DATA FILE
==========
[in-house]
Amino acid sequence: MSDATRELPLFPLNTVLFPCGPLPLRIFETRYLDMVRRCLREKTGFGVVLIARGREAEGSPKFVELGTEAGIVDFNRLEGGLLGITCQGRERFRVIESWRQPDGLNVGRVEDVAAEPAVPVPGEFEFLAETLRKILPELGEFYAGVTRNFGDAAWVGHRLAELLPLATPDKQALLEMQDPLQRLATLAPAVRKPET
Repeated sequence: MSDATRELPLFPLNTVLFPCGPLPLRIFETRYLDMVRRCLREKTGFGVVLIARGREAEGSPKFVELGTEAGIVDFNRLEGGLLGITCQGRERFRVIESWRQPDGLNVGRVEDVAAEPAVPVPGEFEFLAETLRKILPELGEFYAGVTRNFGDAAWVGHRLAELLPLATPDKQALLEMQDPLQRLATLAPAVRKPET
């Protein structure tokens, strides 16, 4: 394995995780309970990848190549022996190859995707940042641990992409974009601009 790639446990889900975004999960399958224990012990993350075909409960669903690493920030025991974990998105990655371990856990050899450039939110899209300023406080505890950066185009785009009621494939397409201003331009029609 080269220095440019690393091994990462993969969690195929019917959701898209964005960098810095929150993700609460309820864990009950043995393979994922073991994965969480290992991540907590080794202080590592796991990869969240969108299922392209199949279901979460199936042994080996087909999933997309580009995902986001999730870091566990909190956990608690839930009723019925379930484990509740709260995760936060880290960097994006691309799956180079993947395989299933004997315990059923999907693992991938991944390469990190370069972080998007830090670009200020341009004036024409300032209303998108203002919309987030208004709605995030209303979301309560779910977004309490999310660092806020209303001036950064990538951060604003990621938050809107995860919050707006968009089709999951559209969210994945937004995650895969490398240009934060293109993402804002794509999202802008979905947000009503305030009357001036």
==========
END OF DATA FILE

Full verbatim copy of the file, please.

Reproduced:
[in-house]
Amino acid sequence: MSDATRELPLFPLNTVLFPCGPLPLRIFETRYLDMVRRCLREKTGFGVVLIARGREAEGSPKFVELGTEAGIVDFNRLEGGLLGITCQGRERFRVIESWRQPDGLNVGRVEDVAAEPAVPVPGEFEFLAETLRKILPELGEFYAGVTRNFGDAAWVGHRLAELLPLATPDKQALLEMQDPLQRLATLAPAVRKPET
Repeated sequence: MSDATRELPLFPLNTVLFPCGPLPLRIFETRYLDMVRRCLREKTGFGVVLIARGREAEGSPKFVELGTEAGIVDFNRLEGGLLGITCQGRERFRVIESWRQPDGLNVGRVEDVAAEPAVPVPGEFEFLAETLRKILPELGEFYAGVTRNFGDAAWVGHRLAELLPLATPDKQALLEMQDPLQRLATLAPAVRKPET
């Protein structure tokens, strides 16, 4: 394995995780309970990848190549022996190859995707940042641990992409974009601009 790639446990889900975004999960399958224990012990993350075909409960669903690493920030025991974990998105990655371990856990050899450039939110899209300023406080505890950066185009785009009621494939397409201003331009029609 080269220095440019690393091994990462993969969690195929019917959701898209964005960098810095929150993700609460309820864990009950043995393979994922073991994965969480290992991540907590080794202080590592796991990869969240969108299922392209199949279901979460199936042994080996087909999933997309580009995902986001999730870091566990909190956990608690839930009723019925379930484990509740709260995760936060880290960097994006691309799956180079993947395989299933004997315990059923999907693992991938991944390469990190370069972080998007830090670009200020341009004036024409300032209303998108203002919309987030208004709605995030209303979301309560779910977004309490999310660092806020209303001036950064990538951060604003990621938050809107995860919050707006968009089709999951559209969210994945937004995650895969490398240009934060293109993402804002794509999202802008979905947000009503305030009357001036």